U.S. Catholic bishops have approved of a move to rebuke President Biden over his support of abortion. On Friday, bishops overwhelmingly approved the drafting of a “teaching document” that will be used to rebuke Catholic politicians, including the president, for receiving communion despite their opposition to the church’s pro-life stance.
The vote, which saw 168 bishops voting in favor and 55 against, was announced at the end of a three-day meeting of the U.S. Conference of Catholic Bishops, reports the Associated Press.
The bishops, which held the meeting online, voted privately on Thursday after nearly three hours of debate.
Supporters of the measure to rebuke Biden and other liberal Catholic politicians said a strong rebuke was needed due to his recent actions in expanding abortion access. Opponents warned that such an action would portray bishops as a partisan force due to the political nature of the argument.
Following the vote, the USCCB’s doctrine committee will draft a statement on the meaning of the Communion in the life of the church that will be submitted for consideration at a future meeting likely to take place in November.
According to the AP, a section of the document is intended to include a specific admonition to Catholic politicians and other public figures who violate the church’s rules on abortion and other core doctrinal issues.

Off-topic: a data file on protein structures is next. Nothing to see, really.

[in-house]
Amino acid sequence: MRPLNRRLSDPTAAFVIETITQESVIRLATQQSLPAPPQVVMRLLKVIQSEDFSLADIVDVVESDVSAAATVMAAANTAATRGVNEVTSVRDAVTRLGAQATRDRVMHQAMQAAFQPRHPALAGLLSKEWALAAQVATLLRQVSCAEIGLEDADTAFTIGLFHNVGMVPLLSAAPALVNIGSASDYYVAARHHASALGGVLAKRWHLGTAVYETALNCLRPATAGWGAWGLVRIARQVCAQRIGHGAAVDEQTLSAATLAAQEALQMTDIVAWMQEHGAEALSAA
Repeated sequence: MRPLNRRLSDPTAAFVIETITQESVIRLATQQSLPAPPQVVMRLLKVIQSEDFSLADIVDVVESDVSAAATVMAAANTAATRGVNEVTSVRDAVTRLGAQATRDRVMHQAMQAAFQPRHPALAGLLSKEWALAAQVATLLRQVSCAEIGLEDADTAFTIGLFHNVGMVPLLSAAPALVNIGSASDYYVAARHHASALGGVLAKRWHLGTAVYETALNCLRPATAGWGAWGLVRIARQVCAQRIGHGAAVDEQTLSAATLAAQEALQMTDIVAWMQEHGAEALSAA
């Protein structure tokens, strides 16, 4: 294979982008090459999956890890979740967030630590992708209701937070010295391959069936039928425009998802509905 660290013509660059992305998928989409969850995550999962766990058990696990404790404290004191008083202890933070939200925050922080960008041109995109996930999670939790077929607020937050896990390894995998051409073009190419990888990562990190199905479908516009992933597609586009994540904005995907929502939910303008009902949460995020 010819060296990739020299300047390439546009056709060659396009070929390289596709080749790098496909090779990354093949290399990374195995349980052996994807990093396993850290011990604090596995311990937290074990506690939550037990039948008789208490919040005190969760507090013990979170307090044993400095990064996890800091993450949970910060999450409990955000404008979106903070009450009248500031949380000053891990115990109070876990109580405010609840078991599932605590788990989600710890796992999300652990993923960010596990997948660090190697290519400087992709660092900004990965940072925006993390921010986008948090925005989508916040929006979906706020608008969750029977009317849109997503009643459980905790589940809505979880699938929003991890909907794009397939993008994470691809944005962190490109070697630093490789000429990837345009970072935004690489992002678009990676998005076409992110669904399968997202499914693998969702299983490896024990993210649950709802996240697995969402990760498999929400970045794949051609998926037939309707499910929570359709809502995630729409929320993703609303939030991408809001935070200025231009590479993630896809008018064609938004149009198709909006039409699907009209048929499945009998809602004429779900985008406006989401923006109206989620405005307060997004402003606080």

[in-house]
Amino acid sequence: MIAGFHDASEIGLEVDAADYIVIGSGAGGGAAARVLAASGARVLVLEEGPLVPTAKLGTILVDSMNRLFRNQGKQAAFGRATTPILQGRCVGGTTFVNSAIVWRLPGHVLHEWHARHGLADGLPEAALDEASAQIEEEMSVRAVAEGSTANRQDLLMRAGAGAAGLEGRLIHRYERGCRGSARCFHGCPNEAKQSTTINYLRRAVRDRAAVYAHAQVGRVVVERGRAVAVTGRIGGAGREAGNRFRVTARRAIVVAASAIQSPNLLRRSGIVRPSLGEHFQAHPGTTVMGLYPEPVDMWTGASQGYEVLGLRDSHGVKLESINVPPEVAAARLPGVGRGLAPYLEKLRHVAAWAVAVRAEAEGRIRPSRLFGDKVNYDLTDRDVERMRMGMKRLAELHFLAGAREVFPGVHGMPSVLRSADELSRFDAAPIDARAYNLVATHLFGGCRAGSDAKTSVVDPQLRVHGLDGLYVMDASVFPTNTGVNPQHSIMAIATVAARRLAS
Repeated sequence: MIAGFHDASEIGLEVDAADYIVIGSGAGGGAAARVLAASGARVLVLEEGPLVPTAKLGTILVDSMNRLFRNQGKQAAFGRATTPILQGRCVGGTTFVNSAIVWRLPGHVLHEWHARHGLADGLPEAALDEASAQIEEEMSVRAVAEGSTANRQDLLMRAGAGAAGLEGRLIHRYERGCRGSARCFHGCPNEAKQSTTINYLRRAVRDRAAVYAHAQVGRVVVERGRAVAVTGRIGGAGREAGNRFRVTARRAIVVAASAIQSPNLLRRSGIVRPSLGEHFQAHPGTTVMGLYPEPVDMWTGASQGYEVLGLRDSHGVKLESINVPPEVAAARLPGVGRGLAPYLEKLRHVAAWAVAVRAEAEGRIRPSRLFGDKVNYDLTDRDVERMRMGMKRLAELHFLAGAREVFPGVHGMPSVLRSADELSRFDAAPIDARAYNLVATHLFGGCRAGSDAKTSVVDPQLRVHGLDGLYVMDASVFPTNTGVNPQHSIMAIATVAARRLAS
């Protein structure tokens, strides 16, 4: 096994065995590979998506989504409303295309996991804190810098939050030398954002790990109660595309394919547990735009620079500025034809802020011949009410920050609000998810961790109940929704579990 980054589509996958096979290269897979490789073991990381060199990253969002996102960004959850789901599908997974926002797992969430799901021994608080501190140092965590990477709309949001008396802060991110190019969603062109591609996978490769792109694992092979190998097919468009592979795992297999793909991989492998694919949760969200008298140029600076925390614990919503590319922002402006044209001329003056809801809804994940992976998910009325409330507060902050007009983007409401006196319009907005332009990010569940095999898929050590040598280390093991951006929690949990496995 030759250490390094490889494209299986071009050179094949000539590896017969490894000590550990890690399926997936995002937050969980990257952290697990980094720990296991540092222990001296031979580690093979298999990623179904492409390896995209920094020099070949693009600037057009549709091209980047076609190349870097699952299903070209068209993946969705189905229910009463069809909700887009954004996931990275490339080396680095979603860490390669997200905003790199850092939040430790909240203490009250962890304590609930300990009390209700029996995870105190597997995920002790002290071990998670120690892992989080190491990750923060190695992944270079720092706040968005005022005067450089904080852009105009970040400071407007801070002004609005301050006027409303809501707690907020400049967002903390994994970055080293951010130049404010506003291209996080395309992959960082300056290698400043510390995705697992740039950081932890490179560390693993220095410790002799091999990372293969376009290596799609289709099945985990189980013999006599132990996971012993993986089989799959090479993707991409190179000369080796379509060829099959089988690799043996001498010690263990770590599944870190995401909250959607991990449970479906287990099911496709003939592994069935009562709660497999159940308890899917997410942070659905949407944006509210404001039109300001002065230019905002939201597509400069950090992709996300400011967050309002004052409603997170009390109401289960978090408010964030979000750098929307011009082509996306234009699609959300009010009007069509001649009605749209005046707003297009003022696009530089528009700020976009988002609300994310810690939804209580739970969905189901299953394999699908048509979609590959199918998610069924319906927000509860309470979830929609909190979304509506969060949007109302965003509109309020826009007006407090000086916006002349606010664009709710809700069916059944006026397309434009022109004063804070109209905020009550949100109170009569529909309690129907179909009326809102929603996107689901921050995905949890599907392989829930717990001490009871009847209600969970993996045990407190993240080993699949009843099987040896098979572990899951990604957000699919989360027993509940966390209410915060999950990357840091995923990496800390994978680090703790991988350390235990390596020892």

Speaking at the debate, Bishop Donald Hying of Madison, Wisconsin said that he consulted with many people who were confused by a Catholic president who is pushing “the most radical pro-abortion agenda in history” and that action was required.
“They’re looking for direction,” he said.
Bishop Robert McElroy of San Diego disagreed, stating that the USCCB would experience “destructive consequences” if they were to pen a document targeting Catholic politicians.
“It would be impossible to prevent the weaponization of the eucharist,” he said.
Under Biden’s leadership, the Democrats have continued to advance a pro-abortion agenda through legislation in Congress. Biden has said that he does not personally support abortion but didn’t think it was right to impose that position on pro-choice Americans. The AP reports that Biden has taken several executive actions that were championed by pro-abortion activists.
While no final decisions were made on the contents of the proposed document, bishops who were not present at the meeting will be able to offer input and the final draft will be subject to amendments before it is put before a vote.
Bishop Kevin Rhoades of Fort Wayne-South Bend, Indiana, the chairman of the committee, said that the document will not mention Biden or any other individuals by name and would offer guidelines rather than impose a mandatory national policy.
This would enable decisions about the communion up to individual bishops and archbishops.